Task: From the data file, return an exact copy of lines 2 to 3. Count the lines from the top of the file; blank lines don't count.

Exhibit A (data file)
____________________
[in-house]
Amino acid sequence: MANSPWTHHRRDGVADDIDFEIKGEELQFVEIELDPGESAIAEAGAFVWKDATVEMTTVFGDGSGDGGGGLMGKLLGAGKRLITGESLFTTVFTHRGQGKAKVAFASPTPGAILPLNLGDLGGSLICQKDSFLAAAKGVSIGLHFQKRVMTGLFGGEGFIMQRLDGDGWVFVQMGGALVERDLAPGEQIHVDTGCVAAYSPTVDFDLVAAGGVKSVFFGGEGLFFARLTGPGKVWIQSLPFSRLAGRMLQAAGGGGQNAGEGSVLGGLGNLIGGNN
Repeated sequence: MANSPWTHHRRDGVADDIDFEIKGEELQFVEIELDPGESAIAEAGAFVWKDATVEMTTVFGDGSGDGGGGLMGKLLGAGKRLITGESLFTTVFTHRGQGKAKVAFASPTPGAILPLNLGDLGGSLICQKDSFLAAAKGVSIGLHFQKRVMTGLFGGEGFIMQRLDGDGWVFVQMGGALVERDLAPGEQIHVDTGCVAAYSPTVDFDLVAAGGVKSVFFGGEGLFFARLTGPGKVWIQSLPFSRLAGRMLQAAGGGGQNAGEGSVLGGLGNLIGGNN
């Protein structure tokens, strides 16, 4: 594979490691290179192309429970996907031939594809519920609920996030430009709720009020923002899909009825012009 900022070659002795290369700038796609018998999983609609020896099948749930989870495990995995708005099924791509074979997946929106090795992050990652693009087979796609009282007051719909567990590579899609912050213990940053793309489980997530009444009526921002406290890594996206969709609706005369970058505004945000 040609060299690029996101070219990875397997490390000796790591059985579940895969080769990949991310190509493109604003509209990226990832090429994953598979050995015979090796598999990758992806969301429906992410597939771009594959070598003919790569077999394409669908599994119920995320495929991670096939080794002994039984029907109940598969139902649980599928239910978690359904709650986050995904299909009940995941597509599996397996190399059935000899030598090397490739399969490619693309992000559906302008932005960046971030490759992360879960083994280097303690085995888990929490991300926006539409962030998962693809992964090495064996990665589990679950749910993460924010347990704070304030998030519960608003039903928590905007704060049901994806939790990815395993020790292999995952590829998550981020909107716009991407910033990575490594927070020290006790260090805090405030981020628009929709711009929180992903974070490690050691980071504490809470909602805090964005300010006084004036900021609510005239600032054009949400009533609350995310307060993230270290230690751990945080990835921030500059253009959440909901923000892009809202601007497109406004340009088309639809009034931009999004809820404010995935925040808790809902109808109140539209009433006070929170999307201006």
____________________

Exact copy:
Amino acid sequence: MANSPWTHHRRDGVADDIDFEIKGEELQFVEIELDPGESAIAEAGAFVWKDATVEMTTVFGDGSGDGGGGLMGKLLGAGKRLITGESLFTTVFTHRGQGKAKVAFASPTPGAILPLNLGDLGGSLICQKDSFLAAAKGVSIGLHFQKRVMTGLFGGEGFIMQRLDGDGWVFVQMGGALVERDLAPGEQIHVDTGCVAAYSPTVDFDLVAAGGVKSVFFGGEGLFFARLTGPGKVWIQSLPFSRLAGRMLQAAGGGGQNAGEGSVLGGLGNLIGGNN
Repeated sequence: MANSPWTHHRRDGVADDIDFEIKGEELQFVEIELDPGESAIAEAGAFVWKDATVEMTTVFGDGSGDGGGGLMGKLLGAGKRLITGESLFTTVFTHRGQGKAKVAFASPTPGAILPLNLGDLGGSLICQKDSFLAAAKGVSIGLHFQKRVMTGLFGGEGFIMQRLDGDGWVFVQMGGALVERDLAPGEQIHVDTGCVAAYSPTVDFDLVAAGGVKSVFFGGEGLFFARLTGPGKVWIQSLPFSRLAGRMLQAAGGGGQNAGEGSVLGGLGNLIGGNN